15 Forgotten NBA Championship Winners Of The 2000s: Where Are They Now?

The NBA Playoffs are in full throttle so it's a great time to walk down memory lane and remember forgotten players who won an NBA championship. There were five franchises that won an NBA championship in the 2000s. The Boston Celtics, Detroit Pistons, Los Angeles Lakers, Miami Heat and San Antonio Spurs dominated the 2000s and created some epic feuds to revitalize the league. Although a few stars dictate the success of an NBA team, it’s still a team sport and many players may not have had the greatest stats but still played a significant role on the team.

Whether it was be a warm body in practice or having a key role on the second unit, many teams may not have won a championship without these types of players. Some of these ballers are still in the league, others have left the sport for good and a strong portion still work in an basketball environment after retiring. A lot of you may remember a certain player on this list because he was a member of your favorite team, however, there are many casual and new fans that never watched basketball in the 2000s. Lace up your sneakers, stretch your legs, and get ready to run down memory lane one more time.

15 Michael Doleac

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The behemoth center was drafted by the Orlando Magic with the 12th overall pick in the 1998 NBA draft. Doleac wouldn’t taste an NBA championship victory until 2006 when he was a member of the Miami Heat. He would ride the bench and would only play 1.2 minutes in the 2006 NBA Finals. Although he didn’t contribute on the team, he still has a ring and will be part of a prestigious group of individuals.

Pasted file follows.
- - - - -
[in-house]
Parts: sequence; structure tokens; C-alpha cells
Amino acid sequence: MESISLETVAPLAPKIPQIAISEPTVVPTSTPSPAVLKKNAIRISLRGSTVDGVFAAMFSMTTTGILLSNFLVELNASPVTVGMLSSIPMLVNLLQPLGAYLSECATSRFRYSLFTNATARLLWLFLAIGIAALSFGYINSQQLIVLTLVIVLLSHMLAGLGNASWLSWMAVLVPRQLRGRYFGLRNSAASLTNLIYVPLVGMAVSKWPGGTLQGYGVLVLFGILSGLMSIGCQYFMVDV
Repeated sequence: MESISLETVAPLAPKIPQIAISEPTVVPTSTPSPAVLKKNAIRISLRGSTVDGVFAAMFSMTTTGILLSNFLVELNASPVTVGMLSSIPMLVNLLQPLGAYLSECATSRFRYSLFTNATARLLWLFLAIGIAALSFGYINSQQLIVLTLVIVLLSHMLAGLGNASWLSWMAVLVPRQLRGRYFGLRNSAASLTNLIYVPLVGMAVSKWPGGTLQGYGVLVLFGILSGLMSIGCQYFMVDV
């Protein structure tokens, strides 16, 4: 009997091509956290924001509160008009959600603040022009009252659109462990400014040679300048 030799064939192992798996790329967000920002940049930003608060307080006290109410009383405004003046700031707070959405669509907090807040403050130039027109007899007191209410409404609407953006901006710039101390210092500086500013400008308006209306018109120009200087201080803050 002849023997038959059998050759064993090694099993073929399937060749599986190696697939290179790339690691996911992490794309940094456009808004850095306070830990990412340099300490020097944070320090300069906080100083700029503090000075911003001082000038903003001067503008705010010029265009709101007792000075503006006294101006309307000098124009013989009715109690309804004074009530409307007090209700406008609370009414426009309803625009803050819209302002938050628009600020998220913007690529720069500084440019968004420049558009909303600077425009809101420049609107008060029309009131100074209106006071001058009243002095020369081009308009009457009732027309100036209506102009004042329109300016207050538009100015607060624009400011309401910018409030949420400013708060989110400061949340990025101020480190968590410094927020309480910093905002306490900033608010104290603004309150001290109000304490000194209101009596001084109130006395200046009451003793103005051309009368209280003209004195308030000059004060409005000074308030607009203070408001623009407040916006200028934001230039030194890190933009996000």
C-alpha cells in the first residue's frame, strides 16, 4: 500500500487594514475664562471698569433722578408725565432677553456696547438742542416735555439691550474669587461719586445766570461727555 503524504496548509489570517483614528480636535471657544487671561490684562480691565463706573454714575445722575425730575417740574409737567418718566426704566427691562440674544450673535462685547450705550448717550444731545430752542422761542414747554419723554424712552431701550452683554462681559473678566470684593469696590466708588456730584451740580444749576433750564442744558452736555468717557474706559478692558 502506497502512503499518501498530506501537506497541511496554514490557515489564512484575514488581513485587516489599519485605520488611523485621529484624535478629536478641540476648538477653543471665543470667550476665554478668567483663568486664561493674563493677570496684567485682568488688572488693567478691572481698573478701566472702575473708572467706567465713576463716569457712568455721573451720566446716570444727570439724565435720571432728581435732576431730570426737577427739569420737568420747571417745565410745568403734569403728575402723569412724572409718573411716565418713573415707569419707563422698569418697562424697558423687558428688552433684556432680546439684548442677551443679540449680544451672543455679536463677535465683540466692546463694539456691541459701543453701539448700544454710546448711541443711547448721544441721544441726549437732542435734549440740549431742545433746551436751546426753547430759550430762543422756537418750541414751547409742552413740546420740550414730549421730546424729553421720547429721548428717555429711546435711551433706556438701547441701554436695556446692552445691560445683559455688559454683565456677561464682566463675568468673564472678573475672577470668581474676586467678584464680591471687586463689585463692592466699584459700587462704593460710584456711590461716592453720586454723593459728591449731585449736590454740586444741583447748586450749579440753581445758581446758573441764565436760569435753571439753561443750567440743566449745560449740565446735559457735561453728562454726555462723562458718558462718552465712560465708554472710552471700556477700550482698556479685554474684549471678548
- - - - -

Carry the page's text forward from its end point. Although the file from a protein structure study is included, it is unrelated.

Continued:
After a ten year career, Doleac would become a graduate manager for the University of Utah men’s basketball team, his Alma mater. Instead of staying retired, Doleac would pursue his dream of becoming a doctor at Utah. Today, he teaches physics and coaches the men’s varsity basketball team at Park City High School in Park City, Utah.

14 Shandon Anderson

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Shandon Anderson had a taste of the NBA Finals as a member of the Utah Jazz in 1997 and 1998 but a legendary player named Michael Jordan would ruin his chance at a ring early on in his career. Anderson wouldn’t win a championship until a decade later as a member of the Miami Heat’s 2005-06 team. He would be a role player and just play 48 games that season and just average 7.7 minutes in the NBA Finals.

Anderson would retire after the season and pursue a career as a chef. He would attend the Living Light Culinary Institute, Raw Cooking School, Natural Gourmet Institute, and completed an internship at Candle 79 several years after retirement. Anderson, a vegan, would open his first restaurant, Drink Art, in his hometown of Atlanta in 2014. Unfortunately, the restaurant closed down a year later but Anderson is still pursuing his dream as a vegan chef.

13 Tyronn Lue

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Tyronn Lue won the NBA Championship his first year as head coach for the Cleveland Cavaliers in 2016 and he may win another title this year. Many fans may not realize Lue also one two championships as a member of the Los Angeles Lakers in 2000 and 2001. As a role player, he was best remembered as the player who tried to stop Allen Iverson in the 2001 NBA Finals.